Tuesday, February 3, 2009

Trade Show Marketing for Associations

Most associations are used to hosting trade shows and exhibitions for their own members to attend and for good reason: The revenues from these can generate the bulk of an association’s annual budget. But participating in the right trade show as an exhibitor can be extremely valuable for an association in generating awareness, interest and even growing its membership.

There are four great resources for any organization to utilize when searching for the perfect show to participate in as an exhibitor. The first is available on the Web at
TSNN.com. This site has a search engine listing trade shows and seminars, with background and other pertinent show information. Best of all, it's free. Three other great resources are local Convention and Visitor's Bureaus, the local Chambers of Commerce, and the American Society of Association Executives (ASAE). Each of these organizations come into contact with show planners of all types and may even have comprehensive show calendars that you can use in your planning.

There’s no shortage of opportunities either. In past surveys, ASAE indicated their member societies plan 375,980 meetings, expositions and seminars involving more than 272 million attendees. And some of these associations are planning huge trade shows with attendance for the top seven ranging from 65,000 to 148,000 attendees. This doesn’t include the opportunities available via hundreds of millions of dollars spent in “sponsorships” that elicit equal to even greater exposure than a trade show.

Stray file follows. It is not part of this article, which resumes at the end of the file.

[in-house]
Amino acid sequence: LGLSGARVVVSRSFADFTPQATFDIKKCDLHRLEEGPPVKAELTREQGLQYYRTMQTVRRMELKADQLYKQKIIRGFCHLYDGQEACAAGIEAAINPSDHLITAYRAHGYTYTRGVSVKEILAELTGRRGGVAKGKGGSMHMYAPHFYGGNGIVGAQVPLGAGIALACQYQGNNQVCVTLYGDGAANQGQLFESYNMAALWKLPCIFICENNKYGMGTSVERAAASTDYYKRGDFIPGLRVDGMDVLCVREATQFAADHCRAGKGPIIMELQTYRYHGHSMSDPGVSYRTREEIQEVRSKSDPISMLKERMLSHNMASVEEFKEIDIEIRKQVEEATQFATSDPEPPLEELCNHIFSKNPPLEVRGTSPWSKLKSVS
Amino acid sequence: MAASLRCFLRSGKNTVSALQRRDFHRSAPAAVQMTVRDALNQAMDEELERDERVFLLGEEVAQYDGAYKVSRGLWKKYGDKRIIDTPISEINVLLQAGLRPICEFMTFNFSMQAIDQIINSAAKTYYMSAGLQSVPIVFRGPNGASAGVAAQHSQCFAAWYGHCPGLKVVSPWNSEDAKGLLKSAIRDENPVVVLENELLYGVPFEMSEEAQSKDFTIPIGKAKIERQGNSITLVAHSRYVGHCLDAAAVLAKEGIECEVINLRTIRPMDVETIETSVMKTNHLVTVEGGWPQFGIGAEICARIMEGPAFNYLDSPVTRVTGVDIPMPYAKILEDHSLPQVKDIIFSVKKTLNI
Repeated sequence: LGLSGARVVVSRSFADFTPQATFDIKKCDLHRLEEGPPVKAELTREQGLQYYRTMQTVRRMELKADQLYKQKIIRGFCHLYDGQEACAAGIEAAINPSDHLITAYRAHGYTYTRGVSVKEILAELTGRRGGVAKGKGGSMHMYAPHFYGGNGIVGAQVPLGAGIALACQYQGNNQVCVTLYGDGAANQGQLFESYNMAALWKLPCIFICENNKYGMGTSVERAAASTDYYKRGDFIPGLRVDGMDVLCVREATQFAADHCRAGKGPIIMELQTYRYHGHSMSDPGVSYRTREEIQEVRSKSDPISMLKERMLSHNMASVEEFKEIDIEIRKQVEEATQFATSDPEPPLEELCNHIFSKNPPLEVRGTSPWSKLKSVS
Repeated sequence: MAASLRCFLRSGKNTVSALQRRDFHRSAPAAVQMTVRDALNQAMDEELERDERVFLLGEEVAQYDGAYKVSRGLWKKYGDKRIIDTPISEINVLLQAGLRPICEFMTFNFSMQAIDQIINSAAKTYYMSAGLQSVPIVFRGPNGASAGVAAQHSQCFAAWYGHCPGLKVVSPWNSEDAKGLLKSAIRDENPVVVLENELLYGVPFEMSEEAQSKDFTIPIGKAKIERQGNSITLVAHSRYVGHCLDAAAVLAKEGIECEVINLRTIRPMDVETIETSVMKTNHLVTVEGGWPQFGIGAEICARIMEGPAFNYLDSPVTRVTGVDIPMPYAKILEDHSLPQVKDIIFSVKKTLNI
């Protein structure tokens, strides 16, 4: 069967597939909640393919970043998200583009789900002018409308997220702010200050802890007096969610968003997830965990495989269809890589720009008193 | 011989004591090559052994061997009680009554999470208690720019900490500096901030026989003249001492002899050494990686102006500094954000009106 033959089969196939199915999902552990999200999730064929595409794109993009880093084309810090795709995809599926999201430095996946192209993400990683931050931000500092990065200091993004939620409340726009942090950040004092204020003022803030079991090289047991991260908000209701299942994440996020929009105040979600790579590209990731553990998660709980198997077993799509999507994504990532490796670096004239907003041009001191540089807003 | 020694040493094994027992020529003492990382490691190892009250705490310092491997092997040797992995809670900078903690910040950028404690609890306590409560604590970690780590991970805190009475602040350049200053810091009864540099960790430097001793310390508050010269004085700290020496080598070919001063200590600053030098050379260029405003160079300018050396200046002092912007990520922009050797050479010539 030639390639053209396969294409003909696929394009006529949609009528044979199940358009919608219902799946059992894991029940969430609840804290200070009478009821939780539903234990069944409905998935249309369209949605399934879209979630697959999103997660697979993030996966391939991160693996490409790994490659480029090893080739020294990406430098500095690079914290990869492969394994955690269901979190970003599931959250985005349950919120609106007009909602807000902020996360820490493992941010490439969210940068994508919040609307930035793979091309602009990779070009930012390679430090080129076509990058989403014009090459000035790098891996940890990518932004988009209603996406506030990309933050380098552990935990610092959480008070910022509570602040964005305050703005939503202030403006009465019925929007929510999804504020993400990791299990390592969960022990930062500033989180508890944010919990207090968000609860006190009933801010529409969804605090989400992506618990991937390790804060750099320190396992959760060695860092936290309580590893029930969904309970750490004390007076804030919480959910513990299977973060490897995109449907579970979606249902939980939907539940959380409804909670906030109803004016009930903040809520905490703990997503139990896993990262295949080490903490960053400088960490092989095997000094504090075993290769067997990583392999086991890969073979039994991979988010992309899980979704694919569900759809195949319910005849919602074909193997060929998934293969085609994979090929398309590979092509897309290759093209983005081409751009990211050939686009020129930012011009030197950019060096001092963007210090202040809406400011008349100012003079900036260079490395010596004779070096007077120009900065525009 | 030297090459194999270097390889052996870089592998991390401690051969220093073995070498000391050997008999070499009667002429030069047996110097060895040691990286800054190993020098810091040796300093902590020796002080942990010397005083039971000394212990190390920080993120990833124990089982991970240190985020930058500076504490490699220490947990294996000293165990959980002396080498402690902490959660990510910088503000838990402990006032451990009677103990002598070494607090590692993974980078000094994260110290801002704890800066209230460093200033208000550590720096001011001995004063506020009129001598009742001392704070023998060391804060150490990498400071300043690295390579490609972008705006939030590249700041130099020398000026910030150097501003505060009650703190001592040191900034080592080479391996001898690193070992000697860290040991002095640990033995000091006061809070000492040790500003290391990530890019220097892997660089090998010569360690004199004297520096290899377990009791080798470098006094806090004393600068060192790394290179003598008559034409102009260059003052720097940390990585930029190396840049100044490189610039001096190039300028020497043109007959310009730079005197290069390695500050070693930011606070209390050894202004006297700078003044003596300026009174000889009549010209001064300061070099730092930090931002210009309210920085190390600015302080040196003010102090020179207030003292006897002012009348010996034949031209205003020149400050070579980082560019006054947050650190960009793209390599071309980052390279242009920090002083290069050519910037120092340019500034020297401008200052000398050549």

It is estimated that 82% of all trade show attendees come to see new products. So, for the relatively unknown association, trade shows are powerful mediums for increasing awareness, allowing it to compete right alongside bigger, more established organizations. And, for those associations already established in the marketplace, a trade show is an excellent venue to “make the sale” on membership or other services. Since most attendees at a trade show arrive predisposed to buy, it isn't uncommon for them to sign up for memberships on the floor, or in follow-up sales calls after the event.

It is best to do some research and make a list of all the shows that will put you in front of the right audience. Just because a show has to do with your industry, does not mean it will attract the right type of attendee. Figuring out who usually attends the show is just as important as figuring out at which show your association should exhibit. You want to ensure that the average attendee is someone who can make a decision on the show floor about your valuable offers. Once you have the ideal shows identified, then it's time to see which ones are affordable for your association.

Before you invest any time in planning or money in developing materials, it is critically important to determine your return on investment (ROI) and how you plan to measure the show’s success or failure. Too many exhibitors cannot demonstrate a return on their investment because they don't start out with a plan. What is the purpose of even attending the show? What do you need in terms of results? Is this show to create awareness, leads or sales? How many leads are needed? How many sales? Are the objectives for the show realistic for your abilities and resources?